A Phone Call Away
When Jeff Samardzija walked away from the potential to make millions in the NFL for the long-shot world of pro baseball, a lot of people lost sight of the fact that he was equipped with quite the golden parachute - $10 million guaranteed from the Chicago Cubs. And despite the comforting obscurity which minor league ball provides, football notoriety is something that still follows The Shark around. Witness the display when he arrived at the Cubs Triple-A affiliate Iowa last week:
The I-Cubs hung a makeshift No. 83 jersey in Samardzija's locker, hazing the new guy the only way they knew how. Though Samardzija had long traded in the navy and gold of Notre Dame football for blue pinstripes, even he had to laugh.Samardzija's professional numbers have been up and down - despite showing enough progress to earn promotions from Single-A Daytona to Double-A Tennessee last season and now onto Iowa, one step from The Show, he has gone 10-17 with an ERA in the 4.60 range since the start of 2007. The Cubs still love his raw potential though, which they should considering that unlike a normal 23-year old who would've given five or six years to non-stop baseball training by this point in their career, Notre Dame's all-time touchdown receptions leader has only been at it for a year and a half:
Samardzija knows that until he proves otherwise, he'll always be that floppy-haired wide receiver who chose baseball over the NFL.
"They saw me playing every Saturday, but they didn't see me playing every Friday, Saturday and Sunday in baseball. Obviously nowadays, you believe what you see, believe what you read in the paper or what you see on TV," said Samardzija. "I don't blame them for it. My job is to go out and show them that I can play baseball, too."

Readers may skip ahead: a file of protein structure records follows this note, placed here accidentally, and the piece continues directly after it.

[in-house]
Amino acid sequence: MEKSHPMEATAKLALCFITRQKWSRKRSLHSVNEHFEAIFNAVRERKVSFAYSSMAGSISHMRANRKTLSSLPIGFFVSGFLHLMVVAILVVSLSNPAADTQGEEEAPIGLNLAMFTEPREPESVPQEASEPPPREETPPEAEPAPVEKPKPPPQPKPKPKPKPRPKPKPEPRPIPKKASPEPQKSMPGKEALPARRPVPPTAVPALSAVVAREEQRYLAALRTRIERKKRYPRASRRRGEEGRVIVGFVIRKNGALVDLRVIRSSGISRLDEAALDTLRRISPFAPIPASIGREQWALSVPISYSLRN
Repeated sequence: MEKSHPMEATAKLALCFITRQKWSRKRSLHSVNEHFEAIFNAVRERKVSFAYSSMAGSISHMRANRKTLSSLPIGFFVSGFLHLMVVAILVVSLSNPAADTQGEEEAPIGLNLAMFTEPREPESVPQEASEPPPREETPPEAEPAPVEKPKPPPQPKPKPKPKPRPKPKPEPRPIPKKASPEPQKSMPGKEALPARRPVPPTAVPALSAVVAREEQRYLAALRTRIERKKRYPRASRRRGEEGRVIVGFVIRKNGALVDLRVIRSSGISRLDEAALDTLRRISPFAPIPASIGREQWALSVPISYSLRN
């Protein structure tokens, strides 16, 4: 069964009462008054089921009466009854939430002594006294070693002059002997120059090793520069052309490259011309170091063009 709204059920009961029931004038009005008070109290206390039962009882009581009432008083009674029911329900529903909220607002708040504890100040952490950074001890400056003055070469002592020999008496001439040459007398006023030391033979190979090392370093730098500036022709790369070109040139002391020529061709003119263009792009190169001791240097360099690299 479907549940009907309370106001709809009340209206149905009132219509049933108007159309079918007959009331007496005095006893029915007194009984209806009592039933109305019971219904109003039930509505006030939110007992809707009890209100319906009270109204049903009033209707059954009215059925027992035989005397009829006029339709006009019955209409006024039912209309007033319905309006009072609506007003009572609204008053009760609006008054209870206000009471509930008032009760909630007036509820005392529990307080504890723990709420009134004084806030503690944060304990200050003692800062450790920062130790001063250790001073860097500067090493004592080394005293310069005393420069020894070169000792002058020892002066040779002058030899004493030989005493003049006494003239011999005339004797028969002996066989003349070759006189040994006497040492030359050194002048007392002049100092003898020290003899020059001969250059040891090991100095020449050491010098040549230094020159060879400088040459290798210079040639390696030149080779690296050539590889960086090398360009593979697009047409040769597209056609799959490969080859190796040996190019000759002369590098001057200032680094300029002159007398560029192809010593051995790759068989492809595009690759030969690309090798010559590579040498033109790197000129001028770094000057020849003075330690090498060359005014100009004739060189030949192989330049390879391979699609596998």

Though Samardzija is now just one step from Wrigley Field, most folks still think of him as a football player. That's a testament to his career at Notre Dame, the Irish's national profile and the anonymity of the path Samardzija chose.
The scouting report on Samardzija, according to Iowa pitching coach Mike Mason, is that he's a "sinker, slider" guy with a complementary changeup and splitter. The athleticism that served Samardzija so well on the gridiron -- just ask former Michigan State coach John L. Smith about that -- also works to his benefit on the mound. So does a sinking fastball he can blow by hitters.What Jeff will need to cut down on in order to find a home with the parent club is his tendency to walk batters - in his first two starts at Iowa he issued 8 free passes, and for the season has 50 walks against 53 strikeouts. But the Cubs are looking for answers to the back end of their starting rotation, particularly with uncertainty surrounding Carlos Zambrano and unreliability the hallmark of guys like Rich Hill, Sean Gallagher, and Sean Marshall. Don't be surprised to see Jeff on the move once more in 2008, either as the centerpiece of a trade for a veteran pitcher like CC Sabathia or Rich Harden, or getting a September call-up as a chance to audition for 2009.
But Iowa wants to see Samardzija master the art of throwing quality off-speed pitches in hitter's counts. Do that, Mason said, and Samardzija could become a major league starter.
"He's just got good stuff, and the game kind of teaches you what goes where," Mason said. "Is he ever going to look pretty picture perfect? No, because he doesn't have to. He's a good enough athlete to, when he's finds a happy medium mechanically, he'll be able to repeat it. And that's all that matters."